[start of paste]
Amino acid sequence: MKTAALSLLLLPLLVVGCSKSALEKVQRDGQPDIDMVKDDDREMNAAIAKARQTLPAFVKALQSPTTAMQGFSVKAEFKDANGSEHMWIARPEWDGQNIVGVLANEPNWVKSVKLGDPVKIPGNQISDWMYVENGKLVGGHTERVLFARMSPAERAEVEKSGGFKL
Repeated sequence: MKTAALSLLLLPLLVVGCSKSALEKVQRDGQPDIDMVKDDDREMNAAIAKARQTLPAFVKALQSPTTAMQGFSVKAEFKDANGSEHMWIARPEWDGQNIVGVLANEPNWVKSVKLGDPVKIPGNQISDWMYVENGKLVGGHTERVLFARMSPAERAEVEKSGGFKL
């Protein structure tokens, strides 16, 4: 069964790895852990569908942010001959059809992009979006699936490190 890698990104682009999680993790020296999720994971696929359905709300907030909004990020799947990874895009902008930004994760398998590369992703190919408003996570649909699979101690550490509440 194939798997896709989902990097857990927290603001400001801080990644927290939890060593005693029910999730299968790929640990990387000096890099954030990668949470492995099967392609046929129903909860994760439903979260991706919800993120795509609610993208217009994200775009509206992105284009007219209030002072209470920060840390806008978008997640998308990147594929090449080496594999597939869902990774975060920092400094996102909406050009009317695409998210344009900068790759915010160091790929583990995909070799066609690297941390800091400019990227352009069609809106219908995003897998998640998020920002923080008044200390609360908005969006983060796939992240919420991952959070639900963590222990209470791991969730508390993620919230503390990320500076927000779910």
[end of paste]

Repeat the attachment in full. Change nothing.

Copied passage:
Amino acid sequence: MKTAALSLLLLPLLVVGCSKSALEKVQRDGQPDIDMVKDDDREMNAAIAKARQTLPAFVKALQSPTTAMQGFSVKAEFKDANGSEHMWIARPEWDGQNIVGVLANEPNWVKSVKLGDPVKIPGNQISDWMYVENGKLVGGHTERVLFARMSPAERAEVEKSGGFKL
Repeated sequence: MKTAALSLLLLPLLVVGCSKSALEKVQRDGQPDIDMVKDDDREMNAAIAKARQTLPAFVKALQSPTTAMQGFSVKAEFKDANGSEHMWIARPEWDGQNIVGVLANEPNWVKSVKLGDPVKIPGNQISDWMYVENGKLVGGHTERVLFARMSPAERAEVEKSGGFKL
């Protein structure tokens, strides 16, 4: 069964790895852990569908942010001959059809992009979006699936490190 890698990104682009999680993790020296999720994971696929359905709300907030909004990020799947990874895009902008930004994760398998590369992703190919408003996570649909699979101690550490509440 194939798997896709989902990097857990927290603001400001801080990644927290939890060593005693029910999730299968790929640990990387000096890099954030990668949470492995099967392609046929129903909860994760439903979260991706919800993120795509609610993208217009994200775009509206992105284009007219209030002072209470920060840390806008978008997640998308990147594929090449080496594999597939869902990774975060920092400094996102909406050009009317695409998210344009900068790759915010160091790929583990995909070799066609690297941390800091400019990227352009069609809106219908995003897998998640998020920002923080008044200390609360908005969006983060796939992240919420991952959070639900963590222990209470791991969730508390993620919230503390990320500076927000779910």